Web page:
SB 827: Land grab in South L.A. communities of color
Not since the "Urban Renewal" projects of the 60s has something so radical and detrimental been proposed
California State Capitol. Photo: Flickr/Henri Sivonen
You will be hard-pressed to find a bill in the state legislature proposed by a Democrat that is a bigger threat to the stability of our community than SB 827, authored by state Sen. Scott Weiner, R-San Francisco.
SB 827 would mandate that every inch of land within a half mile of a rail or bus stop that runs every 15 minutes during rush hour allow buildings as high as 55 to 85 feet with no parking requirements and no density limitations.
SB 827 would impact almost all of Los Angeles south of the Santa Monica mountains, but especially the communities most vulnerable to gentrification and displacement like South L.A.
SB 827 would usurp all of the recent South L.A.’s community plan updates — those years of conversations, workshops, and hearings that we engaged in — to replace it with a vision concocted by a pro-gentrification, pro-displacement, real estate industry puppet Weiner.
Weiner is to gentrifiers, what Donald Trump is to racists. He emboldens them.
In many respects, like some of the corporate Democrats who sell out working class people, Weiner is worse than Trump, because, on issues that don’t affect the bottom line of his political campaign backers, like gay rights, he and elected officials like him sound quite progressive. He uses his support of some progressive issues to maintain credibility among liberals. However, the unfortunate reality is that Weiner is a modern-day Andrew Jackson, pushing a legislative agenda to enact a 21st century Trail of Tears.
Like President Jackson’s Indian Removal Act, SB 827 seeks to exile low-income people of color who currently live in the urban centers of commerce, culture, and community that we have built, to far-flung places that go by the name of Victorville, Lancaster, and Palmdale, or even worse onto the street.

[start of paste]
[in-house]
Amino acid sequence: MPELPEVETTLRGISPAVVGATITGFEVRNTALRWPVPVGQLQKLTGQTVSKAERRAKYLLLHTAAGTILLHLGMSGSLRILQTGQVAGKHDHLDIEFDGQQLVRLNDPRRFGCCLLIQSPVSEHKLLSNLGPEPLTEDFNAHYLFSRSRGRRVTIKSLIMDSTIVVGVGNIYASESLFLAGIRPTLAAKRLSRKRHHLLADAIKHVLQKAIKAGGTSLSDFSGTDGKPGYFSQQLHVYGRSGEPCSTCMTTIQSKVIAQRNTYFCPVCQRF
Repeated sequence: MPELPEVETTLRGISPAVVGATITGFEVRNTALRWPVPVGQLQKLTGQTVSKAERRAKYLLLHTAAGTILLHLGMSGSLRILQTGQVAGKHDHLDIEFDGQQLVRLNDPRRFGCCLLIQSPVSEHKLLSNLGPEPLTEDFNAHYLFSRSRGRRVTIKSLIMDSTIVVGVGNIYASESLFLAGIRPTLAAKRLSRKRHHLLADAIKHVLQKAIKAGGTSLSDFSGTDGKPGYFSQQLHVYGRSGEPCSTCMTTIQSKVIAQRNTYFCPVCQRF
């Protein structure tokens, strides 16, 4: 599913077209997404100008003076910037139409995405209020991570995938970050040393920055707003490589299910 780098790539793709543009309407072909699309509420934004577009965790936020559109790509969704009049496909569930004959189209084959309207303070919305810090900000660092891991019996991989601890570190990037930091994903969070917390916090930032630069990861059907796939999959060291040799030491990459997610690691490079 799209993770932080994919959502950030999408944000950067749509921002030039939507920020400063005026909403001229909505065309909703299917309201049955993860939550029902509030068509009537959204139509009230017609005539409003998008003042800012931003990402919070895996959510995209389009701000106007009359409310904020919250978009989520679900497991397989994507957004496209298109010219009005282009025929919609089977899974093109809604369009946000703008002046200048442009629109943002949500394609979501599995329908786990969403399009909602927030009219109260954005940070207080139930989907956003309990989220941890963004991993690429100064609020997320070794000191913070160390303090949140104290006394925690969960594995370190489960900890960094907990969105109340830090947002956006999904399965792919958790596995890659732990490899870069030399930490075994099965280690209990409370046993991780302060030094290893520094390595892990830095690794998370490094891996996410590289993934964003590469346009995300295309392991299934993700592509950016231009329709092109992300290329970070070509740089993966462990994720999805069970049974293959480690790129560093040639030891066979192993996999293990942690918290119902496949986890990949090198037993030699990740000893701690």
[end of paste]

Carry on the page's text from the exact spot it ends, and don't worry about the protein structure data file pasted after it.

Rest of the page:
Not since the “Urban Renewal” projects of the 1960s (most appropriately characterized as “Negro removal” by author James Baldwin) has something so radical and detrimental to the stability of urban communities of color in California been proposed. It will undoubtedly lead to the massive demolition of the limited affordable housing stock we still have in L.A. (rent-controlled apartments, like the two-story buildings that line King and Leimert Boulevards, and almost all of Baldwin Village, which is increasingly being bought by Wall Street investors) to be replaced by 5-8 story market-rate housing, where the average rent will go for $3,500/month or more.
It will undoubtedly make land values in South L.A. skyrocket to make new affordable housing construction infeasible and home purchases by the working-class impossible, as investors and flippers operating in coordination with banks that have been engaging in predatory lending, take back the land.
And out of the window goes smart planning or any concept of neighborhood character as these 5-8 story buildings would be permitted in the middle of single-family home neighborhoods, and SB 827 has no requirements that the new developments be accompanied by investment in our neighborhood schools, parks, transportation infrastructure or fire services.